For years, that same loud, chatty, Taylor Covington would wander around her uncle’s supply store, touching rocks and gold chains, daring my brother to poke one of the sculpting blades. Back then, I knew he had graduated from the University of Texas with an Arts degree, specializing in metalworking. My house is STILL littered with shapes of jade curved into bizarre shapes and smoothed to a shine. He moved out to Colorado when he was still young and from there began making his own unique brand of jewelry. My mom often forced him to go out and sell his items at trade shows— and yes, he did extremely well.

From there, he founded The Naga Tools & Supplies in 1976 about twenty minutes from his house. It was a small shop, providing high-quality material. It eventually expanded backward, creating more space for storage and display cases. It now has a functioning website where you can place orders, track your order, and find what you’re looking for by brand or by function. Currently, it has become the largest resource of tools and supplies in all of Colorado.

About 10 years ago, he and his second wife officially opened the Denver School of Metal Arts, just next door to The Naga. Darlene, my aunt, runs the school mostly while my uncle prefers the work of the shop. There are over twenty instructors, teaching metalsmithing, workshopping around specific technics, and intensive casting procedures.

He still lives in the same house he has for the past twenty years. He still drives the same car, barring any repairs, and still shops and eats at the same stores.

These descriptions are not meant to brag or bore; it is simply worth noting that entrepreneurship comes in many different packages. I doubt my uncle knows the first thing about “the toll-gate strategy” or how to be the “fustest with mostest”, but it’s impossible to ignore his success and growth from just a shop-owner to an educator. So while I’m certainly not discounting Drucker’s formulas for success, I think the majority of what he is suggesting can be boiled down to a simple statement: “see a need, fill a need.” My uncle began by doing what he loved. He had— and still has— no desire to become a supply store mogul. But by listening to the customers, by going to conventions and meeting people one-at-at-a-time, my uncle undoubtedly made a lasting positive impression on the community. So if I one day follow my uncle’s footsteps and end up impacting my community in an authentic way, I’m pretty sure Little TC would be just fine.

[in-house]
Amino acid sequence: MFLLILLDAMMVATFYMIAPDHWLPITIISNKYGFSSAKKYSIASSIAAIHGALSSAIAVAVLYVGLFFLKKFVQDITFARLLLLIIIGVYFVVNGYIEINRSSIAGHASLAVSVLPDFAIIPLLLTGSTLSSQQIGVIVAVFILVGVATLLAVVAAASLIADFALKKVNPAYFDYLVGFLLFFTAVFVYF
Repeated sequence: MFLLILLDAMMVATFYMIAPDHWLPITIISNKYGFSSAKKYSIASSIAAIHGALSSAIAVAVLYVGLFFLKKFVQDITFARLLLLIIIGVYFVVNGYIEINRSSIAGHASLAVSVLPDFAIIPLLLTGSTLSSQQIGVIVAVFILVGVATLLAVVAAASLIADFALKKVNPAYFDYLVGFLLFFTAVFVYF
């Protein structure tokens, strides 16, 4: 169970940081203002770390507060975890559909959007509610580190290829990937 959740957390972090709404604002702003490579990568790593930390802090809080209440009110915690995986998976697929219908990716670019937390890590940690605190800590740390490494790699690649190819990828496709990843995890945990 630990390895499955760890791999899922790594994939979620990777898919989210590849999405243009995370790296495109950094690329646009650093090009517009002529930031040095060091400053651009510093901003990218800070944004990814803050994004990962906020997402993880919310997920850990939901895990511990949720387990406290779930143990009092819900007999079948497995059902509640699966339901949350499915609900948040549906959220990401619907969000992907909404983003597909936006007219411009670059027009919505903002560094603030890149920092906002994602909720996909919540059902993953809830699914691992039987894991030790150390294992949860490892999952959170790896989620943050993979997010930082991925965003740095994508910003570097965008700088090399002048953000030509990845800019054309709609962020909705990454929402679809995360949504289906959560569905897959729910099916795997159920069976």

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There is a psychological phenomenon called Baader-Meinhof, and I bet you twenty-bucks someone tells you about this same phenomenon within the week. Am I a weak psychic? Unfortunately, no. But I am backed by science: the phenomenon occurs when you learn about something new and interesting (either a person, place, or fact) and suddenly, out of the blue, you hear it again. It has something to do with synchronicity and the brain’s ability to selective attention, but honestly, all I’m feeling is that the universe wants me to understand I am graduating in the adult, career-driven world in less than four months— and it wants me to understand it VERY clearly.

When that time comes, the training wheels that have been knocking along steadily beside me are going to be thrown off and it’s time to ride or die. At that point, despite the overflow of emotional, physical, and mental sludge of the past year, I’ve really got only three questions to answer: What are my strengths? How do I preform? What do I value?

Thanks, Drucker.

The past couple of days it seems those are the only questions I’ve been presented with from the universe. When I think I’ve come to the answer of at least one of those questions, they all get tossed right back at me, my internal response clearly not the right one. So we turn to the internet for answers.

According to the Via Survey, my top five strengths are:

  1. Humor
  2. Love of Learning
  3. Appreciation of Beauty and Excellence
  4. Kindness
  5. Social Intelligence

While my top five lowest strengths are:

  1. Humility
  2. Bravery
  3. Forgiveness
  4. Prudence
  5. Spirituality

When I first read the results, my immediate, unconscious thought was, “wow, I’m a golden retriever.”

But too often, I think being a happy person is viewed as being ignorant, or being kind is some sort of weakness. In true Baader-Meinhof form, it’s been made apparently clear to me that for both myself and in relationships with others, I have high expectations. “Knowledge workers,” Drucker says,” do not have good human relations because they have a ‘talent for people’ [but because] they focus on contribution in their own work and in their relationships with others.”

What do I contribute to humanity?

Even the ones lower on the list, I still find true. I am an incredibly proud person and I’d like to think that when it comes down to it, I would make the right decision. But isn’t that what we all assume? (If you’ve ever doubted your label as a good person, read The Spire by William Golding. He’s got humanity figured out.)

Graduation is quickly approaching and desperately, as I’m sure we all are, trying to answer the question: who am I? And more over, am I outstanding?

“For knowing where one belongs makes ordinary people— hard-working, competent, but mediocre otherwise— into outstanding performers.”

In all due respect to the VIA survey, I believe one of my greatest strengths is curiosity, about this world and everyone in it. I perform best when I’ve got something to lose, especially if it’s the respect of others. I value loyalty, compassion, and honesty. I value happiness, and bravery in the face of adversity.

I fear mediocrity. And I fear living without a plan. Truth be told, a VIA survey about what you fear the most would be much more entertaining. Haunting, sure, but as professionals, we all must understand our limitations— and what’s more paralyzing than fear?